Bicarbonate Peak GR:218674

elevation: 2,587 m. height gain: 1,340 m.
area: Parson,BC map 82 N/2

We used Mons Road on the east side of highway 95, north of Parson, to reach Campbell Road then headed south-east to a forestry road indicated on the map, 205643. The start of "dusty road" has cattle gates and numerous signs, including one that reads private property; we respected the other signs asking to stay on the road and off the grass fields. After about 600 meters, before reaching the private property, we veered left and continued on the service road. We parked at a junction, 222644, and walked the remaining 500 meters to a switchback. From there, a trail leads directly to Johnson Draw Creek. We hiked the creek bed until close to a substantial waterfall. A lot of new flagging and cairns indicate the way climber's left of the falls but the trail is faint. The goal is to ascend high enough to avoid the canyon while traversing into the draw. We managed to mostly keep to the flagged trail and at some point, we contoured below a rockband. Soon thereafter, the crude trail makes its way back to the creek bed and the flagging ceases. The next goal is to gain the saddle at 232665. An open drainage is ideal for the ascent, 231655. The swath goes to a sub summit, it is necessary to go climber's left and traverse towards the saddle to avoid unnecessary height gain. Once at the saddle, the gentle east side of the mountain is revealed. The ascent to the top is easy from the meadows below Bicarbonate's south-east ridge. service road
After parking, we walked a short distance on the service road.
creek bed
We hiked the creek bed at first.
Scramble: RT 9.0; 4.5 up. This outing was both pleasant and satisfying. There was no information on Bicarbonate Peak other than Rick Collier's account, ascending the summit while traversing the Beaverfoot Range. He mentions some poles with prayer flags placed by a local fellow, we wanted to go check it out. We planned our access from a convenient service road that leads to Jonhson Draw Creek. We expected the first couple of kilometers of hiking to be the crux, finding our way through typical bush and bluffs to the open ascent drainage. To our surprise, a trailhead with flagging and freshly cut shrubs led us down to the creek bed. We followed the creek until we reached a big waterfall. As we came out of the creek and started climbing, we found some cairns and flags going up a talus slope. Although the trail wasn't always visible, the flagging was recent, numerous and it was going in our direction! Very happy about that, we went along breaking branches and building cairns. We made it into the draw in good time and the grunt to the saddle ensued. Higher up the ascent drainage, we could estimate the low point of the saddle and aimed for it. Again, we stepped onto a flagged trail and after 3 hours, we reached the saddle. Finally, we got our first look at the beautiful eastern side of the mountain and the summit. The sun was still shining as we hiked the meadows below, avoiding most of the snow. The plod to the top is straightforward, we enjoyed it. The massive cairn is accompanied by masts and long strings of prayer flags courtesy of Andy Lewis; it's a special sight for such an unknown summit. The view from this prominent viewpoint is excellent all around! The drop on the western side is sure to evoke emotions, especially after stepping across a deep fissure along the summit crest... Fab was pleased to see a register, it had just been placed this year! We stayed for a while but as the clouds moved in, we slowly started our descent. We had a nice return, the meadows are lovely and the open access drainage is good travelling. The flagged traverse in the bush is certainly a bonus!!! I hope the trail gets more usage, this local peak deserves the attention. A visit is well worth the effort! nice waterfall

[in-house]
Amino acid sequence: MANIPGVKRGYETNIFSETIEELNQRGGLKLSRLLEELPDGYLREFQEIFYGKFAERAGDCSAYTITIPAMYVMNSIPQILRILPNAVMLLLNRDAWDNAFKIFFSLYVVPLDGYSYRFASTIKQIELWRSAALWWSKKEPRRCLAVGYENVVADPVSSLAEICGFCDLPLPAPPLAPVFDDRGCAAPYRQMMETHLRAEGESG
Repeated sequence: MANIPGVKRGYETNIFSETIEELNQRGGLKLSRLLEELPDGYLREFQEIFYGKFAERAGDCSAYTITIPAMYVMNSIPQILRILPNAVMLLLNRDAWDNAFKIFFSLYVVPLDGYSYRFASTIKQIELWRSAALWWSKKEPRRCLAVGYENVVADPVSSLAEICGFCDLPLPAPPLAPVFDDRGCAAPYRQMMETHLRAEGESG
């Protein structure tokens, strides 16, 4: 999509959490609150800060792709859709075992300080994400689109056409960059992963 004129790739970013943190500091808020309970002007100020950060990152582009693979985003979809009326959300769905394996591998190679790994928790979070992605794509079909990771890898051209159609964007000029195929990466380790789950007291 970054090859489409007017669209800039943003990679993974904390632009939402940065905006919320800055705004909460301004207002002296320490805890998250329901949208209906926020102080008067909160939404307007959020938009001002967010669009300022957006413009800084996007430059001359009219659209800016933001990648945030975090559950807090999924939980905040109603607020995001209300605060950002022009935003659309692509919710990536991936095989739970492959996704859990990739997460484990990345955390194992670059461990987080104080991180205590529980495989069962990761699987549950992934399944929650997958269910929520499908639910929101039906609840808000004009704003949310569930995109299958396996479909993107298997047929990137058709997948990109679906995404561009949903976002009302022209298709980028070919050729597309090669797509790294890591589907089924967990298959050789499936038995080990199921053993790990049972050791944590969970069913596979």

We need to circumvent this waterfall climber's left.
ascending a talus slope
Looking back as we climb a cairned talus slope.
traverse below a rockband
Traversing below a rockband.
ascent drainage
The open ascent drainage comes into view.
up the drainage
Back on the creek bed with the entrance to the open swath going climber's right.
easy travelling
The swath leads to a sub peak, we beelined to the saddle from here.
beeline to the saddle
To our surprise, the flagged trail picks up again.
nearing the saddle
Clouds dissipate as we near the saddle.
good trail here
The terrain is increasingly interesting.
at the saddle
From the saddle, the summit is revealed.
pleasant hiking
Very pleasant hiking towards our objective.
grassy slope
Using the grassy slope to attain the upper mountain.
upper mountain
The top is not visible yet.
last bit
Last stretch to the summit.
at the top
At the top with the register in hand.
ottertail range
Looking north-east towards the Ottertail Range.
dizzying drop
A dizzying drop on the west side.
prayer flags
Two wooden masts are wedged in a deep fissure running along the edge; standing on the other side of the gap makes us slightly uneasy.
southern view
Southern view along the Beaverfoot Range and the Columbia Valley.
heading back
Heading back.
grassy slope
Down the grassy slope.
lovely place
Lovely landscape and great view.
back at the saddle
Back at the saddle.
following the trail
Following the trail.
flags indicate the way
Fresh flagging guiding us back to the swath.
ascent drainage ahead
The open drainage ahead.
great view
Easy travelling with a view.
back to the traverse
At the creek bed, ready to backtrack through the trees.
circumventing the rockband
Circumventing the rockband again.
down the talus slope
Dropping down the talus slope, back to the creek bed.
up the escarpment
Going up the escarpment, minutes away from the service road.
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